Facebook said on Monday that pop-up messages in its iPhone and iPad apps will educate users about the benefits of targeted advertising. The initiative is a response to Apple’s plans to introduce a new feature to limit user tracking.
The two tech giants are arguing over changes to Apple’s new iOS operating software, which will feature a feature to notify users when their activity is being tracked. Facebook claims this will restrict targeted advertising and could hurt many businesses.
A new feature in Apple’s software, referred to as the “privacy label,” includes an information box that tells people what data they collect from mobile apps and asks for permission to collect that data.
“To help people make more informed decisions, we are showing our information window alongside Apple’s window,” Facebook said in a posting. “This will provide additional information on how we use personalized ads that support small businesses and make apps free.”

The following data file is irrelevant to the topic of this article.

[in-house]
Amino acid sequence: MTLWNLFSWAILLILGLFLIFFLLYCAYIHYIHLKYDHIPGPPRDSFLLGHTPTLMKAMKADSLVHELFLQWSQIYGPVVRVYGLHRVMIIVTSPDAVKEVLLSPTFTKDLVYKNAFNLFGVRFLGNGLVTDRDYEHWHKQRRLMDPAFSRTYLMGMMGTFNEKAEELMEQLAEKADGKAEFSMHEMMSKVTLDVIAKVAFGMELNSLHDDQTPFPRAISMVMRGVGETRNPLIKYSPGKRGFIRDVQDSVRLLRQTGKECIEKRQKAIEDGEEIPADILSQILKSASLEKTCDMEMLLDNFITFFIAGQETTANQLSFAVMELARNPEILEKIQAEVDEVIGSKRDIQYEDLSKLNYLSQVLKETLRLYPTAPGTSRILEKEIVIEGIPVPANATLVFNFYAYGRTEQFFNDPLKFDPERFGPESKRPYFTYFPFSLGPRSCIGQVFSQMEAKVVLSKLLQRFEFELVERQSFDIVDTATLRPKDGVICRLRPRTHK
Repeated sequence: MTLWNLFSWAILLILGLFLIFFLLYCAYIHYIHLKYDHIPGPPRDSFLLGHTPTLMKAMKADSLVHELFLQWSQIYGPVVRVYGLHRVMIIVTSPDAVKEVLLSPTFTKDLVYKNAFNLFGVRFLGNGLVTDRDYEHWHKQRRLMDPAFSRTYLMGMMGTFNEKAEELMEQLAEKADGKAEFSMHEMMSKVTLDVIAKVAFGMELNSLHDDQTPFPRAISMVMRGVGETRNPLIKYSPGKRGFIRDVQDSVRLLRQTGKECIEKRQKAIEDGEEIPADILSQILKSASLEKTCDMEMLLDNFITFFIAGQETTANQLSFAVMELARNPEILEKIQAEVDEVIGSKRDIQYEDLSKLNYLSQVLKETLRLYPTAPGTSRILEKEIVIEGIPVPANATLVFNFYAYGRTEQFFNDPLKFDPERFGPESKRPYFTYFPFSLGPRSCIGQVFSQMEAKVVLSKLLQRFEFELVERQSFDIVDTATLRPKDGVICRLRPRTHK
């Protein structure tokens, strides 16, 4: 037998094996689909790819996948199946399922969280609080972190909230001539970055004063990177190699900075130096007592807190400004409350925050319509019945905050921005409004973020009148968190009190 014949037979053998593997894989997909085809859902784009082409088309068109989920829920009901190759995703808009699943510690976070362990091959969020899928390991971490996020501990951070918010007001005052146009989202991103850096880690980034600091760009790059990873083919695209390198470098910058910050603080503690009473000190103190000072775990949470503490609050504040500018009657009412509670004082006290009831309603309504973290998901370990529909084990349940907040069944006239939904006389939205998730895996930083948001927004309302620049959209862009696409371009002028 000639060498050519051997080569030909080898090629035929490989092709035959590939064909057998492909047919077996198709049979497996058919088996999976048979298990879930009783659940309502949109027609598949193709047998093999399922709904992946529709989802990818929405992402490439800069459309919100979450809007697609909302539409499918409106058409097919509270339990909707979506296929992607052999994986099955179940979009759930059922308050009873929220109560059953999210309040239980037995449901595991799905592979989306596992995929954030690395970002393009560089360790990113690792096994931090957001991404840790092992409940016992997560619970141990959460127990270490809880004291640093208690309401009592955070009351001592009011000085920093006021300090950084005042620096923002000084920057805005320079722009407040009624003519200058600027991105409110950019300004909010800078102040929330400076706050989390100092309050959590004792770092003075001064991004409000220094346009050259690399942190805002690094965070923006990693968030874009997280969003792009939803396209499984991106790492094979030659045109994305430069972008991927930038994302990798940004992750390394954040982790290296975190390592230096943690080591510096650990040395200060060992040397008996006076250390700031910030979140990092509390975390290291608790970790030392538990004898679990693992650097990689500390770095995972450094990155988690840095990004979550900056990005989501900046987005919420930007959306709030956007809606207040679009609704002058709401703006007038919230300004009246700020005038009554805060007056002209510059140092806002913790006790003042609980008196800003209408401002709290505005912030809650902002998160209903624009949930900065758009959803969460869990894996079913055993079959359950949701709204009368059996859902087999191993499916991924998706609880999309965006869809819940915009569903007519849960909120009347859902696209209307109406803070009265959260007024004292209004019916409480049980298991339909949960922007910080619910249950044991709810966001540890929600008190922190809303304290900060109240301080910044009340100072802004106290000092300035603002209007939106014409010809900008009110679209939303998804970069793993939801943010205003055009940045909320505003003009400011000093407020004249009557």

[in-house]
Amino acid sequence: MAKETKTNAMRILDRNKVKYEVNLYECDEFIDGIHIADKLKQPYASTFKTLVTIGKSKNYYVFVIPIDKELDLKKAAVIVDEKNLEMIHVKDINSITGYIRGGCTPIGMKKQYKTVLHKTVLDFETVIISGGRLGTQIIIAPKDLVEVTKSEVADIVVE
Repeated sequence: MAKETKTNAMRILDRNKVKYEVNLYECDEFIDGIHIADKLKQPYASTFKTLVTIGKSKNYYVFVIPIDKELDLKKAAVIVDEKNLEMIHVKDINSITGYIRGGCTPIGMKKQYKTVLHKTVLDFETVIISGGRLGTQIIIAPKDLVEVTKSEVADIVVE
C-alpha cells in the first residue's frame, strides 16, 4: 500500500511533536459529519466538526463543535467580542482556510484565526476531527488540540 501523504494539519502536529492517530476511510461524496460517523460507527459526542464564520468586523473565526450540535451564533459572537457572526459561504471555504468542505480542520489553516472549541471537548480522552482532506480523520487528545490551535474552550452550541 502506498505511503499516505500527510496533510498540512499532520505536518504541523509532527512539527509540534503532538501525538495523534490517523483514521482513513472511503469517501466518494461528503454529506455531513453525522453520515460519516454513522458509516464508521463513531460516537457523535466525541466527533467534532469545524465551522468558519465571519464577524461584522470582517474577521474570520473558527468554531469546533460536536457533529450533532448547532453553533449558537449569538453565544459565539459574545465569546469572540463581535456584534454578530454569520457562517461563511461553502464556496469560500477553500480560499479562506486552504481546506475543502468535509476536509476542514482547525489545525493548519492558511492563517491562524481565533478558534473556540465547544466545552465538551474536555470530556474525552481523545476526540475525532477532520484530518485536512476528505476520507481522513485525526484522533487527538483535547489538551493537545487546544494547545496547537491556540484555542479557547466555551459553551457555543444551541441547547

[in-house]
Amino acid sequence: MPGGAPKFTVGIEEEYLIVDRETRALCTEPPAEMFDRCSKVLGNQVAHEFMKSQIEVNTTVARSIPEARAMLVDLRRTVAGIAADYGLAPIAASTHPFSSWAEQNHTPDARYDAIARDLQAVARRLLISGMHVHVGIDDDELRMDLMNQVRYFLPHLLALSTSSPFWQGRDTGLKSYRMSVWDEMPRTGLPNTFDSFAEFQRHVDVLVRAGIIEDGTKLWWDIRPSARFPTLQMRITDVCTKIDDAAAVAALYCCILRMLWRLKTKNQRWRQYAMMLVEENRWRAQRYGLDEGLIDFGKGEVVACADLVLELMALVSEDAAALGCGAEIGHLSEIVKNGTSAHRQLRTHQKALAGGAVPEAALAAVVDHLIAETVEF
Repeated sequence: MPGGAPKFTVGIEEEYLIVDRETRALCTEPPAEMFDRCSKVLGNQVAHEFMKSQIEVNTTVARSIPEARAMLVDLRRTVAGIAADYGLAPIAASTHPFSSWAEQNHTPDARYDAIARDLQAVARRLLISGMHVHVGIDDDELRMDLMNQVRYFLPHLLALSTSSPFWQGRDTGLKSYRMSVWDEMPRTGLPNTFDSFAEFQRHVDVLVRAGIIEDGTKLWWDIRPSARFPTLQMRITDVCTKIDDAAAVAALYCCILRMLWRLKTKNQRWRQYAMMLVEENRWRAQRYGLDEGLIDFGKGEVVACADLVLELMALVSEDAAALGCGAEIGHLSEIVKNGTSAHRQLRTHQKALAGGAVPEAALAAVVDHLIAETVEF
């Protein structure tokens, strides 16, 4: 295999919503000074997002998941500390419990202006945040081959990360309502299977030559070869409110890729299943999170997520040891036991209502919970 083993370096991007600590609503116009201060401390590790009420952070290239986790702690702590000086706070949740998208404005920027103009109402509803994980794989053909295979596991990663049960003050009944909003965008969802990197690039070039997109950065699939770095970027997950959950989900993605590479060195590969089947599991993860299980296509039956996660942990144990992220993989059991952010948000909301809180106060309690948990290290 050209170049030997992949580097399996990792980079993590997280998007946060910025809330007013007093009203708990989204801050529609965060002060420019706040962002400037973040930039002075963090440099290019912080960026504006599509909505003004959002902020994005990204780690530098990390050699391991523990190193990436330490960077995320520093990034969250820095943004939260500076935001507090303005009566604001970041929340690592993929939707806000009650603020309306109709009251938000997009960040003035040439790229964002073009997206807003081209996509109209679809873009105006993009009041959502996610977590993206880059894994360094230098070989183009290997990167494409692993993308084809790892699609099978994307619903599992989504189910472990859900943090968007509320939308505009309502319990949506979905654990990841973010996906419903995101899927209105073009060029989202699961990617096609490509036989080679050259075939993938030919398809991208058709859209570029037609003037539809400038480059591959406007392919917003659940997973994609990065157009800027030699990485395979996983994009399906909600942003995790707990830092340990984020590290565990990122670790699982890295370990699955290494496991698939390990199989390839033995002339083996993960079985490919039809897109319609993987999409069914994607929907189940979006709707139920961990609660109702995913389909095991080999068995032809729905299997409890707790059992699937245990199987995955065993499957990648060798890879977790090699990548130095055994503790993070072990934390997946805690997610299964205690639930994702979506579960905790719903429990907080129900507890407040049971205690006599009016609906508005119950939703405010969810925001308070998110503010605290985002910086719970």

Last week, Apple CEO Tim Cook made a covert accusation against Facebook, noting that certain algorithms are helping to spread misinformation and conspiracy theories. He did not mention the social network directly, but criticized the business models built on targeted advertising, which is Facebook’s main source of income.
Facebook is reportedly preparing an antitrust lawsuit against Apple over control of the App Store.
“As we have stated on numerous occasions, we believe that Apple is behaving in an anticompetitive manner, using control over the App Store to generate profits at the expense of app developers and small businesses,” a Facebook spokesman said, declining to confirm or deny reports of the pending lawsuit.
Facebook CEO Mark Zuckerberg said during a recent teleconference that Apple is becoming one of his company’s main competitors.
“Apple has every reason to use its dominant position on the platform to interfere with our and other third-party applications, which they regularly do to promote their own,” Zuckerberg said. “Apple says it’s done to help people, but it’s obviously in the best interest of the company.”